Jesus: “Thirsty? I’ll give you the original all-you-can-drink special!”

Jesus asks a Samaritan women for a drink: “You are a Jew,” she responds, “and I am a Samaritan woman. Why are you asking me for a drink?”
Jesus replied, “If you only knew the gift God has for you and who you are speaking to, you would ask me, and I would give you living water.”
“But sir, you don’t have a rope or a bucket,” she said, “and this well is very deep. Where would you get this living water?…”
Jesus replied, “Anyone who drinks this water will soon become thirsty again. But those who drink the water I give will never be thirsty again. It becomes a fresh, bubbling spring within them, giving them eternal life.”
“Please, sir,” the woman said, “give me this water! Then I’ll never be thirsty again, and I won’t have to come here to get water.” – John 4:5-30

Rembrandt’s Woman at the Well

So, John’s Gospel. What can I say? This has to be one of my absolute favorite books in the Bible. The beautiful language, the poetry, the insight into the soul of Jesus, the seamless interface between Hebrew and Greek thinking, the imperceptible boundary between the eternal/spiritual and the temporal/mundane, the interplay between natural and supernatural, the perfect coming together of God and humanity in Jesus, the instant deep-dive into the most remarkable spiritual perceptions from the very first paragraph.

Today the Saturday morning men’s Bible-study talked about the story of The Woman at the Well. “If you had any idea who you are talking with…” Jesus says.

I love that line! And how often is that true? Acting impatient with a cashier at the store. Glaring at some kid who’s music is too loud. Responding dismissively to some question from a child. Offering some off-handed impatient remark to our spouse. If only we had a clue as to who – on a deeper level – we are talking with.

The woman is cautious but curious at the same time. This man is different. He’s not a user but instead is offering life. Then he gives her the opportunity to be more honest, vulnerable even. “Why don’t you go get your husband?”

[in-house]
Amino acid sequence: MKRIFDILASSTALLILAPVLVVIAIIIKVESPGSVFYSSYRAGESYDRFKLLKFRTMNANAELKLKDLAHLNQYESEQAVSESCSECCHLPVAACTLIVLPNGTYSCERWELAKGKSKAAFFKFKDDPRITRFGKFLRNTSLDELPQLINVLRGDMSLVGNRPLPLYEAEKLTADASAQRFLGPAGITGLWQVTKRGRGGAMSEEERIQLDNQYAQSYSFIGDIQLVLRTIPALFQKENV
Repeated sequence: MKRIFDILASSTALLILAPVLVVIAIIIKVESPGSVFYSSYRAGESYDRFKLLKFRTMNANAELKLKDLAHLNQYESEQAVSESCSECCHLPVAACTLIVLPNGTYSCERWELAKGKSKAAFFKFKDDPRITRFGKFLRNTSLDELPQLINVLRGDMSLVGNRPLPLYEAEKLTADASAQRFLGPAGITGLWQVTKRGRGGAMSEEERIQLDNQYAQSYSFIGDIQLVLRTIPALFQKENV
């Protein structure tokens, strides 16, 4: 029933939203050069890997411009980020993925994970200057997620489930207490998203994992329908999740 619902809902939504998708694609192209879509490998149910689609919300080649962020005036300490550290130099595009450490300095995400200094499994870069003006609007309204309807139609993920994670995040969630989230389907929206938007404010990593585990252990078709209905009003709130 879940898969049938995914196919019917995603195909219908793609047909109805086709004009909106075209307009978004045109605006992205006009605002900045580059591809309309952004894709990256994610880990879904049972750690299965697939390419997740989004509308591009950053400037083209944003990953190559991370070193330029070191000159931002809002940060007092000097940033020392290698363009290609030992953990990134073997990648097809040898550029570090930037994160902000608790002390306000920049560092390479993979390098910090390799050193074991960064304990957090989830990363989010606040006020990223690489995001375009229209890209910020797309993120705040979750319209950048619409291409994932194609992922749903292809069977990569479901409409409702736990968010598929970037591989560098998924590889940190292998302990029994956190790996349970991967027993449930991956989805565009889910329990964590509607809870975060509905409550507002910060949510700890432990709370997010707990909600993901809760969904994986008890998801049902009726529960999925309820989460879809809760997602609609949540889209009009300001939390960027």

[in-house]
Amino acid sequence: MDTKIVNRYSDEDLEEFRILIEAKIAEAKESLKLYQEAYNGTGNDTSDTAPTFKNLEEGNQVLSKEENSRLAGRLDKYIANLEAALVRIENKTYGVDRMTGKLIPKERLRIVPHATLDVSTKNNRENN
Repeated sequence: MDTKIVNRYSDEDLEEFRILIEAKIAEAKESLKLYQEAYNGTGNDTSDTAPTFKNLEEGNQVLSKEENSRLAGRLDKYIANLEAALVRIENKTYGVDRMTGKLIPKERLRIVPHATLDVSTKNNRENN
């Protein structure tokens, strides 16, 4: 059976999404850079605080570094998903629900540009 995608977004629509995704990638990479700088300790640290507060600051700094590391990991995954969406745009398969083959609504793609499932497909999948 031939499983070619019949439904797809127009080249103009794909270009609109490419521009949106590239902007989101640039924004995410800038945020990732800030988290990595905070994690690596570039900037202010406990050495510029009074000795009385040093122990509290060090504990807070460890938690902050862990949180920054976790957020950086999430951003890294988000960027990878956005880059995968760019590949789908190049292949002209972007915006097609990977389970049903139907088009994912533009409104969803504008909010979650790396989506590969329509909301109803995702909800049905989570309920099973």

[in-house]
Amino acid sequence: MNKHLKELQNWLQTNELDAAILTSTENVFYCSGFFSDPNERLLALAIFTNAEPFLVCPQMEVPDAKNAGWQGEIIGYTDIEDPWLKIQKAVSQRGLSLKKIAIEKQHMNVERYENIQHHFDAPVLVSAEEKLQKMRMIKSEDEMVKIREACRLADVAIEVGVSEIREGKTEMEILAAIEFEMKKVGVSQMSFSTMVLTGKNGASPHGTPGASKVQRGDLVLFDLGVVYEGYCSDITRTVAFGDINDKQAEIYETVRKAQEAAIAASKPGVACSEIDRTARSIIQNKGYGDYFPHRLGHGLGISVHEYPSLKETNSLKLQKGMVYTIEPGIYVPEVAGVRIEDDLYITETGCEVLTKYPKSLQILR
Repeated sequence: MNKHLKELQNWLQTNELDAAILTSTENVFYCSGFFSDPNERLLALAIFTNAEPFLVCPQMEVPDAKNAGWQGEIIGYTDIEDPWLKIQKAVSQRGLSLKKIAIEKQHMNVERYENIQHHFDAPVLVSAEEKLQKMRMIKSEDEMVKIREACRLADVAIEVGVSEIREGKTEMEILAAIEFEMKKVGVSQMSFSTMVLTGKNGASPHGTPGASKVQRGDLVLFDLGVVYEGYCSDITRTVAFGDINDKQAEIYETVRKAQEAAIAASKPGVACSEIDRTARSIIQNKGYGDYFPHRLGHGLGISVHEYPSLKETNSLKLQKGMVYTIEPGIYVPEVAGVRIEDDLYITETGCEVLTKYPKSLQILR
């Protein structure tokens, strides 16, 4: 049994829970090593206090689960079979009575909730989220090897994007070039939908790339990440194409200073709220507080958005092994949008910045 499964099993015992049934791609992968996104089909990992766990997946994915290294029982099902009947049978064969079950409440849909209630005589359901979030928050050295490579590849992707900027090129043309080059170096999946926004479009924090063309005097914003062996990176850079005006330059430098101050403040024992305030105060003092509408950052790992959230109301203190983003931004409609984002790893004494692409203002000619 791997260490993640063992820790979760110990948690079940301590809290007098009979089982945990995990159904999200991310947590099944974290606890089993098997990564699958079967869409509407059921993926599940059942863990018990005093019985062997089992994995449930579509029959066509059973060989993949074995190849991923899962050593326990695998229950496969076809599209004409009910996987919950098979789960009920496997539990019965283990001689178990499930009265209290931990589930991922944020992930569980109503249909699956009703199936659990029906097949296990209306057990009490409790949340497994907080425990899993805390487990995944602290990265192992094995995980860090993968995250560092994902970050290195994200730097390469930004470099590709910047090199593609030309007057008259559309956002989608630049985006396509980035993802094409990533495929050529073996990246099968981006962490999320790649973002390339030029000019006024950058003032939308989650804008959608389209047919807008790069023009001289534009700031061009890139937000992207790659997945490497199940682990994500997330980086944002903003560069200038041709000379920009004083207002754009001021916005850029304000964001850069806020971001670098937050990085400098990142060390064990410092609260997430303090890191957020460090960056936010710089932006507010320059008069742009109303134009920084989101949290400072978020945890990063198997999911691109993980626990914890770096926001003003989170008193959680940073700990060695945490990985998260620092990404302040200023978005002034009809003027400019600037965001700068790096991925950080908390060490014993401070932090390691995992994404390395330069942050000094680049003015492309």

And God peels back the layers a little more.

In our discussion someone – George, I think – said something that made me grab my pen and write a few sentences in the book. We will never know who Jesus really is (who Jesus can be for us) until we are willing to be honest (with God and with one another) about who we are. I’m thinking vulnerability, authenticity, honesty.

It is a spiritual truth that we close ourselves off from God to the extent that we maintain – and build – barriers that separate us from one another, barriers that prevent us from even being honest with ourselves.

What Jesus was offering the woman at the well was not pie-in-the-sky salvation but honest-to-goodness salvation. This living water Jesus offered to give her is about being both reconciled to God and to ourselves and to real people in real time.

“I know you don’t have any faithful, committed, nurturing, mutually encouraging, spiritually beneficial relationships,” Jesus said. “You have run through a series of failed relationships and the one you’re in is no better.”

Okay, she thinks to herself, this guy knows what he’s talking about. “I can see that you are a prophet!”

The invitation of Jesus is to be honest with ourselves and with God to the extent that we are open to light and love and life and hope and promise and joy. But we have to tear down that wall, be willing to be vulnerable, land on our knees, and admit that we need Jesus as friend and guide.

Jesus does not ask us to be perfect people, but he does want us to be honest. Then the promise is that he will walk with us, vouch for us, and lead us home.

This is grace, not about us but about Jesus. Not about how much water we can carry but about who we travel with. Not about judgment but about this invitation to come home.


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